At Galileo Life, we provide consistent support to help people with diabetes. Appointments with exerting physicians are just a click away.

What Is Diabetes?

Diabetes is a condition in which your blood sugar levels become too high. It occurs due to the dysfunction of your body's sugar-regulating mechanisms.

Because it has affected millions of people worldwide, diabetes has become a global health concern. Normally, whenever there is an increase in your blood sugar level (say after you eat a meal), your pancreas releases a hormone called insulin to bring it down. In diabetes, this regulatory mechanism is disturbed such that either the body does not produce enough insulin or the cells do not respond to insulin despite its normal circulatory levels.

In Type I diabetes, the body is deficient in insulin. The deficit in insulin is a result of autoimmune destruction of pancreatic beta cells that produce insulin. Lack of insulin leads to high blood sugar levels.

In Type 2 diabetes, the cells of the body don't react to insulin (a phenomenon called insulin resistance). This type of diabetes is most commonly associated with obesity. Of both types, Type 2 is more common (90 % of people have Type 2 diabetes).

What Are Symptoms Of Diabetes?

Symptoms of diabetes are:

  • Excessive hunger and thirst (due to excessive urination)
  • Fatigue and weight loss
  • The blurring of vision and headache
  • Slow healing of wounds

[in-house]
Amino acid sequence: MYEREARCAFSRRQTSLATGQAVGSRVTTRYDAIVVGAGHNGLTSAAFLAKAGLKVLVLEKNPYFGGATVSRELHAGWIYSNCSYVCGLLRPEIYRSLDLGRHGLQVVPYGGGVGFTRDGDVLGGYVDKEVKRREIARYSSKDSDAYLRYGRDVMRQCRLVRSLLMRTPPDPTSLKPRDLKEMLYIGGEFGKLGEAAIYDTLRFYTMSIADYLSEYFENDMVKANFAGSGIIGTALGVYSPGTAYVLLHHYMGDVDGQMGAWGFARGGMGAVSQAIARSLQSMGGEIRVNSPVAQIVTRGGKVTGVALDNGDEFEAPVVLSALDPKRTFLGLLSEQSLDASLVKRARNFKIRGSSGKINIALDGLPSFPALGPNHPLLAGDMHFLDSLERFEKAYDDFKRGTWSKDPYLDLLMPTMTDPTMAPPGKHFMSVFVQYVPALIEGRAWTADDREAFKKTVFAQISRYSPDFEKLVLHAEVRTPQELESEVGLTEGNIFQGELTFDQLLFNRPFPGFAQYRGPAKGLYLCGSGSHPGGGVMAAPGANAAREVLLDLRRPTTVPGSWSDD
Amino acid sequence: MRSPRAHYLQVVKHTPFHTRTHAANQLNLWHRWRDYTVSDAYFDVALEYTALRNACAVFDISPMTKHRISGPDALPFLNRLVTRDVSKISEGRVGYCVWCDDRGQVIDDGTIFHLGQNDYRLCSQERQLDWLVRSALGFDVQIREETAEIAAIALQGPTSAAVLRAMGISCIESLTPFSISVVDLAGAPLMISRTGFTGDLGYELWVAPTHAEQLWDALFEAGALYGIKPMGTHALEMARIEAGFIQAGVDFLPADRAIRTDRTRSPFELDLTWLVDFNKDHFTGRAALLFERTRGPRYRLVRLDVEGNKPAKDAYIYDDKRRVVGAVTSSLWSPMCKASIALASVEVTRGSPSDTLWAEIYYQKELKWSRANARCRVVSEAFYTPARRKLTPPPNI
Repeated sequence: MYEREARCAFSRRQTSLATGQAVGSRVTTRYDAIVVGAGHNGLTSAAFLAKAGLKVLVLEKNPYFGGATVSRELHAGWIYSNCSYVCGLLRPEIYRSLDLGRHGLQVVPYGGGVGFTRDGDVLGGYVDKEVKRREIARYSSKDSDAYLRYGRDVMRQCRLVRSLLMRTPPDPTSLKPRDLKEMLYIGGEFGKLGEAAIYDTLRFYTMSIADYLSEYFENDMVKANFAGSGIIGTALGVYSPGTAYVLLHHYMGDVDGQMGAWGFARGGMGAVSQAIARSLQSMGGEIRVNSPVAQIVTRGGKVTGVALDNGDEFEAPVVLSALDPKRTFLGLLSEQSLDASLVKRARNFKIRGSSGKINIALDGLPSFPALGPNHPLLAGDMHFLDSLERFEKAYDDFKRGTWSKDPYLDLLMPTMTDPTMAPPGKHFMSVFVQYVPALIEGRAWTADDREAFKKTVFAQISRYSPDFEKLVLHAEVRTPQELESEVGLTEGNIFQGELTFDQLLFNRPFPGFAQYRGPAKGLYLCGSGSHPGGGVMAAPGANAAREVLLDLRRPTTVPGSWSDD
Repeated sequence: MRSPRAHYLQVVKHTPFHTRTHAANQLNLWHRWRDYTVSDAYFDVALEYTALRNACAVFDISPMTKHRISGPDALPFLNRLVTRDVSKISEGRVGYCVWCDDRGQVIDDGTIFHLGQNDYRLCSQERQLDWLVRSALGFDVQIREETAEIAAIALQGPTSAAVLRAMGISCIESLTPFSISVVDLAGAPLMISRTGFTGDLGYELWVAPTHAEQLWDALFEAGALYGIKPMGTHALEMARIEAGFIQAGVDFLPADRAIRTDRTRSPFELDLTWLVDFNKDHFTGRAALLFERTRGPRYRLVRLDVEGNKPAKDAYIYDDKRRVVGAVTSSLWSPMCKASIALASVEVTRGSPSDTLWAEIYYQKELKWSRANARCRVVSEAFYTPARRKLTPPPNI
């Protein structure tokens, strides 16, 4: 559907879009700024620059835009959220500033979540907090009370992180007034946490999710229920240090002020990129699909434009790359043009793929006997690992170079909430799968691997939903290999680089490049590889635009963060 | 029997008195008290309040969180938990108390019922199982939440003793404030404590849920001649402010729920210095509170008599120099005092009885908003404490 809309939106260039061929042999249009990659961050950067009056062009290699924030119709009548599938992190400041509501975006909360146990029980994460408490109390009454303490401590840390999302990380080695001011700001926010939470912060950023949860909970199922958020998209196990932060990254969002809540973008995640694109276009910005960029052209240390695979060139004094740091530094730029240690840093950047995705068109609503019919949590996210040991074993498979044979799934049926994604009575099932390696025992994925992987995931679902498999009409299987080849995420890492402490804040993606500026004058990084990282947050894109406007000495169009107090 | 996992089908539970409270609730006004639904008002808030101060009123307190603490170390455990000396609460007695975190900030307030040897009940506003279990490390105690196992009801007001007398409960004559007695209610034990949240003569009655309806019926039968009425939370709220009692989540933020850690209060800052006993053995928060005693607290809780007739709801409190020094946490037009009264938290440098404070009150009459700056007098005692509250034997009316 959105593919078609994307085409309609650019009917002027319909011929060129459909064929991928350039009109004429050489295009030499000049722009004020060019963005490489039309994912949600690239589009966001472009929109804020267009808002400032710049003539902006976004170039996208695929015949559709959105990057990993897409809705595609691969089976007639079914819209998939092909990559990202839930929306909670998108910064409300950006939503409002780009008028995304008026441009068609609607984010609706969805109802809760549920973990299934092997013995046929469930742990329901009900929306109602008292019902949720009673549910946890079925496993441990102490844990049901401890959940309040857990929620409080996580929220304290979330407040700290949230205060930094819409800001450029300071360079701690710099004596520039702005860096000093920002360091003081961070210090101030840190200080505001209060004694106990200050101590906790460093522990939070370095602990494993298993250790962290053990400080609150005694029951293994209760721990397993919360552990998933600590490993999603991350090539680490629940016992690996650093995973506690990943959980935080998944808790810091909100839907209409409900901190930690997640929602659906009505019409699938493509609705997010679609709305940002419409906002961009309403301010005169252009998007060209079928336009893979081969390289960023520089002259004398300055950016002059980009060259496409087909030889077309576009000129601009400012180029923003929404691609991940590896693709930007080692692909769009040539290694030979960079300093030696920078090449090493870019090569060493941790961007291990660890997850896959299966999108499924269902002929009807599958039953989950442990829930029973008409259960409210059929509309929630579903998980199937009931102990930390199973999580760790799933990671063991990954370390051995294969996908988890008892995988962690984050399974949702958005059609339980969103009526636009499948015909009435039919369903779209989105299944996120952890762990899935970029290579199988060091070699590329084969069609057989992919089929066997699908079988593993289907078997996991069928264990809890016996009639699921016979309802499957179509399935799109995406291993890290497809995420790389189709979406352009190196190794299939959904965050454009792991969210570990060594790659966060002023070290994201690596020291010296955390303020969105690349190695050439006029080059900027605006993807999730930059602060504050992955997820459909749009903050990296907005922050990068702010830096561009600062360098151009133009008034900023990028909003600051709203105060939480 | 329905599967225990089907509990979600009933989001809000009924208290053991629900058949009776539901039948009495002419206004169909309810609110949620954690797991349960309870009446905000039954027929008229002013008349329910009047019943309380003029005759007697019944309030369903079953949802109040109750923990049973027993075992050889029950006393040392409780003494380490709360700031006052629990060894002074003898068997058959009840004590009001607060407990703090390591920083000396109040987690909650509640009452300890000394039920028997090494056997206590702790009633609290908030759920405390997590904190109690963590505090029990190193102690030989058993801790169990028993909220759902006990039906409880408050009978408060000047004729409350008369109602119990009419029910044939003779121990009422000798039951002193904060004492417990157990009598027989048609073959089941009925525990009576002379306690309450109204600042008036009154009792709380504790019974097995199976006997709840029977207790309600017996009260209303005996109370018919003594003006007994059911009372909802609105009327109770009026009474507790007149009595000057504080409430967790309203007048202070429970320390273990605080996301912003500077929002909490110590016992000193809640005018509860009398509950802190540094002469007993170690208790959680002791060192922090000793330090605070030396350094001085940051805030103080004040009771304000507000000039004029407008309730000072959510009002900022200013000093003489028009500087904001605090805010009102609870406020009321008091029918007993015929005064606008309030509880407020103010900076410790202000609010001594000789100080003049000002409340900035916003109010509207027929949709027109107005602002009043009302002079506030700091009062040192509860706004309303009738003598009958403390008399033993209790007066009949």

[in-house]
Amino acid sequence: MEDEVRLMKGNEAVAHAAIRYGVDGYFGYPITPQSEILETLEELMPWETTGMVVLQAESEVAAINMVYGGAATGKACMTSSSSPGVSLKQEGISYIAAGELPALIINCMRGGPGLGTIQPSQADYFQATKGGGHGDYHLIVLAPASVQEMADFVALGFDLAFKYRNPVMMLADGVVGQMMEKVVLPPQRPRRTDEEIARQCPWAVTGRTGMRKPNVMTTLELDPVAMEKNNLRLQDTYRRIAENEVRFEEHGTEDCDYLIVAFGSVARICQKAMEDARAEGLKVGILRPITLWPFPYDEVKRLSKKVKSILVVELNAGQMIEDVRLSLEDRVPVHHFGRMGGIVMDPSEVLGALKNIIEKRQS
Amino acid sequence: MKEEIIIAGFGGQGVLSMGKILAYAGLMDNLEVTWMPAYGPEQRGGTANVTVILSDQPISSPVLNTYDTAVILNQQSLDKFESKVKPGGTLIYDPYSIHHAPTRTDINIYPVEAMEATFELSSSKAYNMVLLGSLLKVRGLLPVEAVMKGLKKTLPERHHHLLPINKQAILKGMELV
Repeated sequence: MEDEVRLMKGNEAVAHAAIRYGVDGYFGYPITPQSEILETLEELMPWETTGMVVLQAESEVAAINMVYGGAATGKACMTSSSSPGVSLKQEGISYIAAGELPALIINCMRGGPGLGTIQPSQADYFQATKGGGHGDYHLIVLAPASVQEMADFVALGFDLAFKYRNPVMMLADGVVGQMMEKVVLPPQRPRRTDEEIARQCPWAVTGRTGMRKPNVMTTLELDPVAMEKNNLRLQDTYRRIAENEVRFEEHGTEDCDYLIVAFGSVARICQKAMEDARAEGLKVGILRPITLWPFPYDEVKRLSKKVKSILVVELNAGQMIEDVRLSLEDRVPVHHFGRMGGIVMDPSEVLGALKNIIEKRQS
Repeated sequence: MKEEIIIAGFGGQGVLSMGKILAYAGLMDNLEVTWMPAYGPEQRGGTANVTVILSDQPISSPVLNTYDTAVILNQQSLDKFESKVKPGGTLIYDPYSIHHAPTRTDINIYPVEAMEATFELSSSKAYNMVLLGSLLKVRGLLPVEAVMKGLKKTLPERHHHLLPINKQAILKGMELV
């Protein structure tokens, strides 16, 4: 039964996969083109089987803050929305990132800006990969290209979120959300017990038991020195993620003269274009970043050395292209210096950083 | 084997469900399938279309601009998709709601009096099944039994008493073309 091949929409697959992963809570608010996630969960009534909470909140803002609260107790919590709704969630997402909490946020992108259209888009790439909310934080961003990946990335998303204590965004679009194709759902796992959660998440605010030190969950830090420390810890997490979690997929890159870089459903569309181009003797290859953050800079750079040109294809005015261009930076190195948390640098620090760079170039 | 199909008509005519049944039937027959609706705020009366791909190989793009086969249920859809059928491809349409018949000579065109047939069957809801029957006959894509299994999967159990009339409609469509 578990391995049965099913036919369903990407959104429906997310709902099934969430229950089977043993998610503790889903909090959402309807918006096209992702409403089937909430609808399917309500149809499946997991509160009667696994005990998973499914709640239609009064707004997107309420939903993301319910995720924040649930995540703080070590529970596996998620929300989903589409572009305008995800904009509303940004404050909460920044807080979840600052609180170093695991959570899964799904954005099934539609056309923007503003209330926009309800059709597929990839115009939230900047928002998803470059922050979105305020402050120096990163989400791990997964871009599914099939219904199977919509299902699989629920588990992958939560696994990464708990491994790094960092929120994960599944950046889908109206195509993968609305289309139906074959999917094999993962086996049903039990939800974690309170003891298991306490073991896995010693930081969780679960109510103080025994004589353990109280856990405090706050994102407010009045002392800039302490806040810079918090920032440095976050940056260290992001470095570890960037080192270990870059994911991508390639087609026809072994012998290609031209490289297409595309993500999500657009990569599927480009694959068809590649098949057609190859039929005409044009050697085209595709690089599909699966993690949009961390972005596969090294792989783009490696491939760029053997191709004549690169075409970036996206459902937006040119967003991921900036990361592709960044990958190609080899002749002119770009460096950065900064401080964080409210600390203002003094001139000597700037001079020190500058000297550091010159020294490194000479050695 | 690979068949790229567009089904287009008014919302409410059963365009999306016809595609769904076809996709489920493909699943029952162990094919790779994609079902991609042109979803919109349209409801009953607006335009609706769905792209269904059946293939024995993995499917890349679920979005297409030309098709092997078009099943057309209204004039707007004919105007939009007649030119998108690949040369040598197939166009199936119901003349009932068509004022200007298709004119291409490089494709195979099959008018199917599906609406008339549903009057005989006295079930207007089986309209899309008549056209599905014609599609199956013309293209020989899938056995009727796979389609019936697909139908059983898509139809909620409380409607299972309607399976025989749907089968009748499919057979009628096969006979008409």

• Frequent gum and skin infections

Complications of diabetes arise due to the damaging effects of high blood sugar levels on blood vessels. Microvascular damage in the eyes leads to diabetic retinopathy, which significantly impacts vision. Similarly, damage to renal vessels leads to diabetic nephropathy in which the kidneys do not function properly (which leads to a build-up of wastes in the body). Other complications include nerve damage and sexual dysfunction.

What Should I Do If I Have Diabetes?

If you have diabetes, connect to our expert doctors without delay. We will formulate the best treatment plan for your condition. Also, our team will make sure you have consistent guidance and support to help you with your concern.

Book your appointments now! Don't hesitate. Your health always comes first.


At Galileo Life, we offer the best ENT specialists from across the globe. Book your appointment now.

What Is An Earache?

Pain in the ear is can be mild or severe. Although sometimes it originates in the ear itself, most of the time it is a referred pain. A referred pain is a pain that originates somewhere else and then gets transferred to another part owing to a similar nerve supply. Thus usually, ear pain is a referred pain of tonsillitis or sinusitis.

What Are The Symptoms Of Earaches?

Conditions related to the ear itself that result in an earache are as follows:

Ear Stuffiness

Collection of fluid inside the ear often results in pain. Of special interest is the collection of fluid in the middle ear (cavity of the ear behind the eardrum). Fluid collected here provides a breeding ground for bacteria. These in turn cause an infection and the resulting increased pressure causes serious pain.

A Blocked Eustachian Tube

The eustachian tube is a narrow tube that connects the back of your nose to the middle ear cavity. Obstruction of this tube due to colds and the flu affects the outflow of fluid from the middle ear, resulting in a buildup of fluid, which causes earache. A Eustachian tube block also creates negative pressure inside the middle ear. This leads to a bend in the eardrum toward the middle ear that can be detected with an otoscope (the instrument used to visualize the ear internally).